10 Tips for Raising Kind, Caring and Compassionate Children — Real Advice for Real Life from the American Nanny
Real Advice For Real Life
Parenting Expert Advice from Author and America’s Nanny,
10 Tips for Raising Kind, Caring and Compassionate Children
Any parent who has witnessed their toddler offer their toy or blanket to a crying child would agree that children are born with some level of empathy and a desire to help and comfort those in need. As children grow and develop, their ability to demonstrate kindness and compassion also grows and develops.
A two year old, for example may try to comfort a friend who is sad simply because she remembers feeling sad and knows what made her feel better, while a four year is beginning to understand why the child feels bad and may take appropriate action to offer comfort, like offering an apology if they’ve knocked the friend over during playtime.
Most parents would agree that raising a kind, caring and compassionate child is something worth striving for.
Here are ten strategies you can use to encourage kindness, caring and compassion in your children.
1. Foster kind, caring and compassionate behavior.
When your child acts in a kind, caring or compassionate way take notice and give her positive, purposeful praise. “I really like how you offered to share you snack with Jake. That was very kind. When you notice someone else being kind to you or your children, take time to point it out. “That was very kind of the man to hold the door for us. Be sure to thank him.”
2. Be a role model.
Children live what they learn and learn what they experience. If you want to raise a kind child, be kind. If you want to raise a compassionate child, be sure you’re actively showing compassion. Let your child see you in action.
3. Treat people, including your children, with respect.
How would you feel if you’ve waited in a long drive-thru line to get coffee, only to get to the window where the barista announces “We’re closed? That’s how your child may feel when you instantly end playtime or make a transition without giving fair warning. Consider your child’s feelings as you go about your day. Telling your child “Five minutes until cleanup communicates that you value your child’s feelings and time.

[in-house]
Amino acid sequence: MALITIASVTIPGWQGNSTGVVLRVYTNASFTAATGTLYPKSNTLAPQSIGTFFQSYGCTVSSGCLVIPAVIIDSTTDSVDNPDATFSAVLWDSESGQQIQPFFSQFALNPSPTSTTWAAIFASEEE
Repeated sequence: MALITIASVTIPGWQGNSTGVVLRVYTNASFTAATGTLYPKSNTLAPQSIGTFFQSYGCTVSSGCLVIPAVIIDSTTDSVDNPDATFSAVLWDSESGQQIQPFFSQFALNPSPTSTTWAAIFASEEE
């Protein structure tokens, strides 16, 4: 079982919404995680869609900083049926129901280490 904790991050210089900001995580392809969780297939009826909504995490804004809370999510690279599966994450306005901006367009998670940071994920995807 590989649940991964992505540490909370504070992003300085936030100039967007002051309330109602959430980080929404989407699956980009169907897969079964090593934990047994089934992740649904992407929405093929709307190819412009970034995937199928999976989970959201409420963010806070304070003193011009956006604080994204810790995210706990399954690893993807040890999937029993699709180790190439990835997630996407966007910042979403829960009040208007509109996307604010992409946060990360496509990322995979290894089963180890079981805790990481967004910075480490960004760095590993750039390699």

4. Have high expectations.
Don’t allow rude or unkind behavior. Be clear about what is and what is not acceptable in your home and layout the consequences for breaking the rules. “In our home, we don’t call people names. If someone calls someone else a name, they lose a privilege.”
5. Teach that words hurt.
Remember when your parents taught you, “Sticks and stones may break your bones but names will never hurt you? It’s hogwash. Words can hurt, deeply. Teach your child the importance of thinking before he speaks and the reality about how his words can affect others.
6. Give your children opportunities to help.
Provide opportunities for your children to show kindness and compassion. Volunteer at a local soup kitchen. Donate gently used clothes and toys to charity. Sponsor a child. Provide outlets for your children to see and meet the needs of others.
7. Let your children know that you care how they treat others.
Communicate to your children that you care how they treat other people. Layout your expectations clearly and expect your children to live up to them.
8. Talk about body language.
Coach your children to look at people when they’re speaking. Teach them about different facial expressions and coach them to read non-verbal cues. “What does Ms. Kathi’s face say about how she is feeling?”
9. Monitor media intake.
What goes in will eventually come out. Children can’t process everything they see and hear the way adults do. Take time to monitor what your children are exposed to and explain any mixed messages that they are getting.
10. Give unconditional love.
If your child is too busy searching for love, he won’t have the ability to hear or see others calling out for love. Show, tell and communicate your love to your child regularly. It’s the most important thing you can do to raise a kind, caring and compassionate child.
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Michelle is an active member of the nanny community. She is the founder and president of Boston Area Nannies, Inc., a local non-profit educational organization and has served on the International Nanny Association Board of Directors.
She is called on by the media as a nanny and parenting expert and has been affectionately dubbed America's Nanny. Michelle has appeared on television and has been featured in print.
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Books by Michelle LaRowe
A Mom's Ultimate Book of Lists: 100+ Lists to Save You Time, Money and Sanity - Grocery lists. Checklists. To-do lists. Lots of people love--and live by--lists. And parents are no exception. Today's families are busier than ever, and moms don't have the time or energy to search and scramble for the parenting information they are desperately seeking. This handy, practical reference guide will save time, money, and sanity for today's busy women.
Working Mom's 411 is your one-stop resource guide for navigating through the often choppy waters of managing kids, career and home.
Nanny to the Rescue - America's nanny offers a large dose of healthy parenting advice with secrets for raising happy, secure, and well-balanced babies and toddlers.
Nanny To the Rescue Again - Faced with multiple choices regarding school, friends, and activities coupled with the ever-widening influence of the outside world, parents of 6-12-year-olds need help. America's nanny is back to offer a large dose of healthy parenting advice with secrets for raising happy, secure, and well-balanced children.
To learn more, visit www.michellelarowe.com
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